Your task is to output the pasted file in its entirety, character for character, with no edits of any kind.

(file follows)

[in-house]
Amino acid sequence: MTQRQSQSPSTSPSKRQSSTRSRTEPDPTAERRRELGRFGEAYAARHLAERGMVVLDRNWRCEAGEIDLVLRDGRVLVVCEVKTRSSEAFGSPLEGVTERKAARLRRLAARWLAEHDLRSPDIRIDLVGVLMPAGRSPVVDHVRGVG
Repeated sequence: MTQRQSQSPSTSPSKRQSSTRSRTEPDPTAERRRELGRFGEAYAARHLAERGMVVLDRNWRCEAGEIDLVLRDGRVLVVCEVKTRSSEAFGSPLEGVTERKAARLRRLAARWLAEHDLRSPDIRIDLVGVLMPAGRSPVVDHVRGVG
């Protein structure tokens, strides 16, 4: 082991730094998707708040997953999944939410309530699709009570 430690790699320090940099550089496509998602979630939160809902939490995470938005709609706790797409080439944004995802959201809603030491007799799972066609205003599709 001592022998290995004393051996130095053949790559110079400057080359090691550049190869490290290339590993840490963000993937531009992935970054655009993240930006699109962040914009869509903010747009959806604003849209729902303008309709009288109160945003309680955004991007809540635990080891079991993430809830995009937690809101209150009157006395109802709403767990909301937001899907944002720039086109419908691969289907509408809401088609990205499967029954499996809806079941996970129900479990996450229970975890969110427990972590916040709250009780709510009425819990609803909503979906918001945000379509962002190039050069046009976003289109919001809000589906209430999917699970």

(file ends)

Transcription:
[in-house]
Amino acid sequence: MTQRQSQSPSTSPSKRQSSTRSRTEPDPTAERRRELGRFGEAYAARHLAERGMVVLDRNWRCEAGEIDLVLRDGRVLVVCEVKTRSSEAFGSPLEGVTERKAARLRRLAARWLAEHDLRSPDIRIDLVGVLMPAGRSPVVDHVRGVG
Repeated sequence: MTQRQSQSPSTSPSKRQSSTRSRTEPDPTAERRRELGRFGEAYAARHLAERGMVVLDRNWRCEAGEIDLVLRDGRVLVVCEVKTRSSEAFGSPLEGVTERKAARLRRLAARWLAEHDLRSPDIRIDLVGVLMPAGRSPVVDHVRGVG
């Protein structure tokens, strides 16, 4: 082991730094998707708040997953999944939410309530699709009570 430690790699320090940099550089496509998602979630939160809902939490995470938005709609706790797409080439944004995802959201809603030491007799799972066609205003599709 001592022998290995004393051996130095053949790559110079400057080359090691550049190869490290290339590993840490963000993937531009992935970054655009993240930006699109962040914009869509903010747009959806604003849209729902303008309709009288109160945003309680955004991007809540635990080891079991993430809830995009937690809101209150009157006395109802709403767990909301937001899907944002720039086109419908691969289907509408809401088609990205499967029954499996809806079941996970129900479990996450229970975890969110427990972590916040709250009780709510009425819990609803909503979906918001945000379509962002190039050069046009976003289109919001809000589906209430999917699970």